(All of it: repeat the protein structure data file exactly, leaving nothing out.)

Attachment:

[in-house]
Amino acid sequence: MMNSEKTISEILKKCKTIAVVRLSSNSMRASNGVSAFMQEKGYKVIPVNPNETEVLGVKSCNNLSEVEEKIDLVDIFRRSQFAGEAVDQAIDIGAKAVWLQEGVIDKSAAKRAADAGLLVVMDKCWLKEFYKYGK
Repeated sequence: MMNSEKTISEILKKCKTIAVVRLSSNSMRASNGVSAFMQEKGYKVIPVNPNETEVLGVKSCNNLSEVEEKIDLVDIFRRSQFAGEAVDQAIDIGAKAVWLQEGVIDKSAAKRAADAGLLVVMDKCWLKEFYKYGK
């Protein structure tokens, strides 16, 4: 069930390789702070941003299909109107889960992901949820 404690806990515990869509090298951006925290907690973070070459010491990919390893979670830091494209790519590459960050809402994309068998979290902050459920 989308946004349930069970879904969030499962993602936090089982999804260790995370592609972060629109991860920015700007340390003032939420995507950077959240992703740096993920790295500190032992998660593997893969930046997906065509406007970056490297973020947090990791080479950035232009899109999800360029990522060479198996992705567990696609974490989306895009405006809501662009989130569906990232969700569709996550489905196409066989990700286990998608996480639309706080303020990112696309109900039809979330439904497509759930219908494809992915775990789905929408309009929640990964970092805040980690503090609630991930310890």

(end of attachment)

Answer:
[in-house]
Amino acid sequence: MMNSEKTISEILKKCKTIAVVRLSSNSMRASNGVSAFMQEKGYKVIPVNPNETEVLGVKSCNNLSEVEEKIDLVDIFRRSQFAGEAVDQAIDIGAKAVWLQEGVIDKSAAKRAADAGLLVVMDKCWLKEFYKYGK
Repeated sequence: MMNSEKTISEILKKCKTIAVVRLSSNSMRASNGVSAFMQEKGYKVIPVNPNETEVLGVKSCNNLSEVEEKIDLVDIFRRSQFAGEAVDQAIDIGAKAVWLQEGVIDKSAAKRAADAGLLVVMDKCWLKEFYKYGK
């Protein structure tokens, strides 16, 4: 069930390789702070941003299909109107889960992901949820 404690806990515990869509090298951006925290907690973070070459010491990919390893979670830091494209790519590459960050809402994309068998979290902050459920 989308946004349930069970879904969030499962993602936090089982999804260790995370592609972060629109991860920015700007340390003032939420995507950077959240992703740096993920790295500190032992998660593997893969930046997906065509406007970056490297973020947090990791080479950035232009899109999800360029990522060479198996992705567990696609974490989306895009405006809501662009989130569906990232969700569709996550489905196409066989990700286990998608996480639309706080303020990112696309109900039809979330439904497509759930219908494809992915775990789905929408309009929640990964970092805040980690503090609630991930310890």